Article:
First Minister suggests cross-party talks following repeated reports of abuse
THE SCOTTISH GOVERNMENT should consider a future bid to tackle abusive behaviour and poor housing of asylum seekers in the country, Nicola Sturgeon has said.
Responding to concerns from Scottish Green co-convener Patrick Harvie yesterday [Thursday 29 September] Sturgeon promised cross-party talks on whether a public sector bid for future housing contracts was possible.
Controversy over asylum housing was reignited in 2015 following reports of evictions, racism, and bullying directed at vulnerable people by housing contractors.
“Our position and principle have always been that asylum seeker accommodation should be provided in the public sector.” Nicola Sturgeon
Harvie, pressing for further action on the issue, told parliament: “I encourage the Scottish Government to be proactive in putting together a public sector bid to take on the provision of the services. We know that the Scottish public sector and Scottish non-governmental organisations and charities can provide them to a higher standard of dignity than is being provided at present.”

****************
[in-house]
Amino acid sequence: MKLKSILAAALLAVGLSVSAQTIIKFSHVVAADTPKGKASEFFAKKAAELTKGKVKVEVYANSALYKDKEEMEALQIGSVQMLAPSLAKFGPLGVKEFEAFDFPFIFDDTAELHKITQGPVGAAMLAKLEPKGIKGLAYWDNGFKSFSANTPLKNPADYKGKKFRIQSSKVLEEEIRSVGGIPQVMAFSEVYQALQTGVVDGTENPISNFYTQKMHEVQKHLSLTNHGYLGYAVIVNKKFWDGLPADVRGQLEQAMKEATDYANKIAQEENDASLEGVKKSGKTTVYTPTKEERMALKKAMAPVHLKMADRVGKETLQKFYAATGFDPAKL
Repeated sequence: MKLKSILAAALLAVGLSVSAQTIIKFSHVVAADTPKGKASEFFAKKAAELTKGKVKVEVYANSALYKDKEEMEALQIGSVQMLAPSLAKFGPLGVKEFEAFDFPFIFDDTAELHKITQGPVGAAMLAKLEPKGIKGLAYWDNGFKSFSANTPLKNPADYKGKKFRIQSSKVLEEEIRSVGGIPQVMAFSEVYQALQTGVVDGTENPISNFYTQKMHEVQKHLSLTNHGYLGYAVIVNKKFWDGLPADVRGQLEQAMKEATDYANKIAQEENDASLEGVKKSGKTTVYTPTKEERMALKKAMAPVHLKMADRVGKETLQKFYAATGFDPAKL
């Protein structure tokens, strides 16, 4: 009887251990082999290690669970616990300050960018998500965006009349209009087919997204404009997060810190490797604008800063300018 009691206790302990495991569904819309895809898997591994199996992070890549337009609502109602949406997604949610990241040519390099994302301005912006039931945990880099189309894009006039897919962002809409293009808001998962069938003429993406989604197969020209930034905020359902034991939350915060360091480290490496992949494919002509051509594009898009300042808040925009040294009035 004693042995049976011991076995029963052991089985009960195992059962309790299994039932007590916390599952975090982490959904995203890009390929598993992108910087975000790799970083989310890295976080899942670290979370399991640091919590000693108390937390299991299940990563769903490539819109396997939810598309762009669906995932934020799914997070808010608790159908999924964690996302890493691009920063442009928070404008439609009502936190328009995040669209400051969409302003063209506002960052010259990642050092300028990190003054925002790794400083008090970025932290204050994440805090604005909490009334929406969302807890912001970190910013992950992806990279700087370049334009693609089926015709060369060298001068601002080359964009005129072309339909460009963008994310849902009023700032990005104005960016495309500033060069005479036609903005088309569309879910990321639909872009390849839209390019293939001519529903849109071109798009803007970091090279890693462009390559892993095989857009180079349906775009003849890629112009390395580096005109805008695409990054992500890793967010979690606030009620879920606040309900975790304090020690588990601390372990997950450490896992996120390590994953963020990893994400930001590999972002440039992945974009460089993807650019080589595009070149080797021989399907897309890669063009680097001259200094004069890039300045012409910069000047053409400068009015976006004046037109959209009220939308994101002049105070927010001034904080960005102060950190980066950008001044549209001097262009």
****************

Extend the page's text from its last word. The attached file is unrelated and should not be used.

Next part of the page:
Sturgeon gave her backing to Harvie, stating that the government “are deeply concerned about the standards of asylum seeker accommodation and about allegations of the mistreatment of asylum seekers”.
Sturgeon added: “Our position and principle have always been that asylum seeker accommodation should be provided in the public sector. I am certainly happy, together with Angela Constance, to consider Patrick Harvie’s suggestion of a public sector bid and to consider whether that would be feasible. I am happy to engage further with him on that.”
Asylum seeker accommodation is currently managed by the UK Home Office, meaning it is reserved to Westminster governments. However, the Scottish Government could in future support a public sector bid for the contracts.
In 2015 CommonSpace reporter Liam O’hare compiled worrying accounts of asylum seekers in Scotland receiving mistreatment in connection to their accommodation provision.
This included examples of asylum seekers being physically forced out of their houses and are having locks changed while they were out.
One 65-year-old, Roxana from East Africa, had her asylum application turned down but was in the process of applying for a judicial review when the housing staff arrived where she was staying and started to clear out her stuff and told her to leave.
“I didn't know people could be so cruel. I can't believe that they treated a woman of my age like this…like rubbish. They took my dignity from as if I'm a criminal.”
Picture courtesy of Scottish Parliament TV
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